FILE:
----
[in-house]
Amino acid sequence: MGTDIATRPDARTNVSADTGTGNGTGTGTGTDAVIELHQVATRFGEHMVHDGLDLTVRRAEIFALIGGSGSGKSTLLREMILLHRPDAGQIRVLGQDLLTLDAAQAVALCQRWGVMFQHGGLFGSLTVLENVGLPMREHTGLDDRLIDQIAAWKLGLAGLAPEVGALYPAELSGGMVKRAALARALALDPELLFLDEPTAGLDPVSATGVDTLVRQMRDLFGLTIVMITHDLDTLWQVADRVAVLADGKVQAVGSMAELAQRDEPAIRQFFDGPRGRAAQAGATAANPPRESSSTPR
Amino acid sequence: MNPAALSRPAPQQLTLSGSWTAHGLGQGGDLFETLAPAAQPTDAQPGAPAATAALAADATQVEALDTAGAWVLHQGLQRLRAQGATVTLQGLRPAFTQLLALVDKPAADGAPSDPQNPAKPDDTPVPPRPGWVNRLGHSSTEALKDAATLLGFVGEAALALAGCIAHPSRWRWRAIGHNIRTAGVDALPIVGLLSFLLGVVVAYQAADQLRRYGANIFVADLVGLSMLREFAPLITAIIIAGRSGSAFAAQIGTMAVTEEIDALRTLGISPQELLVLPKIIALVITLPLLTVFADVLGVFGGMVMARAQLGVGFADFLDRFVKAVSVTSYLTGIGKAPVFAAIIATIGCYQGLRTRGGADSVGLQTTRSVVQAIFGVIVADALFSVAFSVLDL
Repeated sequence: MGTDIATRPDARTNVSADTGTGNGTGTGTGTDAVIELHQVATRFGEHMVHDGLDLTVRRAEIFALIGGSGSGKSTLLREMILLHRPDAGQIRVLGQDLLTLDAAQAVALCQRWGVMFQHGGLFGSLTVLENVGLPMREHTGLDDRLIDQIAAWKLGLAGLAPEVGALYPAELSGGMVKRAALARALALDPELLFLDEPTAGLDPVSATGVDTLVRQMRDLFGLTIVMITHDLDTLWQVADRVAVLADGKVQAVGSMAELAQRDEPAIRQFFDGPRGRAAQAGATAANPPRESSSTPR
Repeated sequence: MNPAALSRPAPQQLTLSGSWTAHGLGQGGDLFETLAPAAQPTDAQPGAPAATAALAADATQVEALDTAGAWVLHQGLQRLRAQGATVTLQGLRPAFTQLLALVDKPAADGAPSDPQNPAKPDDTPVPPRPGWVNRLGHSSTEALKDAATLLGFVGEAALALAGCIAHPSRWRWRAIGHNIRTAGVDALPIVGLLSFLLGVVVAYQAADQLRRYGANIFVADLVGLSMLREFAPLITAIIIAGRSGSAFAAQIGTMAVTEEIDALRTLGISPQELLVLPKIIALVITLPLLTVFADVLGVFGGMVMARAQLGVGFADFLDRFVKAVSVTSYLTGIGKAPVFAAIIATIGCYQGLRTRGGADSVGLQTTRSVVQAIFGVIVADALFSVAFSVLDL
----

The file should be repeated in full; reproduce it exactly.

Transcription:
[in-house]
Amino acid sequence: MGTDIATRPDARTNVSADTGTGNGTGTGTGTDAVIELHQVATRFGEHMVHDGLDLTVRRAEIFALIGGSGSGKSTLLREMILLHRPDAGQIRVLGQDLLTLDAAQAVALCQRWGVMFQHGGLFGSLTVLENVGLPMREHTGLDDRLIDQIAAWKLGLAGLAPEVGALYPAELSGGMVKRAALARALALDPELLFLDEPTAGLDPVSATGVDTLVRQMRDLFGLTIVMITHDLDTLWQVADRVAVLADGKVQAVGSMAELAQRDEPAIRQFFDGPRGRAAQAGATAANPPRESSSTPR
Amino acid sequence: MNPAALSRPAPQQLTLSGSWTAHGLGQGGDLFETLAPAAQPTDAQPGAPAATAALAADATQVEALDTAGAWVLHQGLQRLRAQGATVTLQGLRPAFTQLLALVDKPAADGAPSDPQNPAKPDDTPVPPRPGWVNRLGHSSTEALKDAATLLGFVGEAALALAGCIAHPSRWRWRAIGHNIRTAGVDALPIVGLLSFLLGVVVAYQAADQLRRYGANIFVADLVGLSMLREFAPLITAIIIAGRSGSAFAAQIGTMAVTEEIDALRTLGISPQELLVLPKIIALVITLPLLTVFADVLGVFGGMVMARAQLGVGFADFLDRFVKAVSVTSYLTGIGKAPVFAAIIATIGCYQGLRTRGGADSVGLQTTRSVVQAIFGVIVADALFSVAFSVLDL
Repeated sequence: MGTDIATRPDARTNVSADTGTGNGTGTGTGTDAVIELHQVATRFGEHMVHDGLDLTVRRAEIFALIGGSGSGKSTLLREMILLHRPDAGQIRVLGQDLLTLDAAQAVALCQRWGVMFQHGGLFGSLTVLENVGLPMREHTGLDDRLIDQIAAWKLGLAGLAPEVGALYPAELSGGMVKRAALARALALDPELLFLDEPTAGLDPVSATGVDTLVRQMRDLFGLTIVMITHDLDTLWQVADRVAVLADGKVQAVGSMAELAQRDEPAIRQFFDGPRGRAAQAGATAANPPRESSSTPR
Repeated sequence: MNPAALSRPAPQQLTLSGSWTAHGLGQGGDLFETLAPAAQPTDAQPGAPAATAALAADATQVEALDTAGAWVLHQGLQRLRAQGATVTLQGLRPAFTQLLALVDKPAADGAPSDPQNPAKPDDTPVPPRPGWVNRLGHSSTEALKDAATLLGFVGEAALALAGCIAHPSRWRWRAIGHNIRTAGVDALPIVGLLSFLLGVVVAYQAADQLRRYGANIFVADLVGLSMLREFAPLITAIIIAGRSGSAFAAQIGTMAVTEEIDALRTLGISPQELLVLPKIIALVITLPLLTVFADVLGVFGGMVMARAQLGVGFADFLDRFVKAVSVTSYLTGIGKAPVFAAIIATIGCYQGLRTRGGADSVGLQTTRSVVQAIFGVIVADALFSVAFSVLDL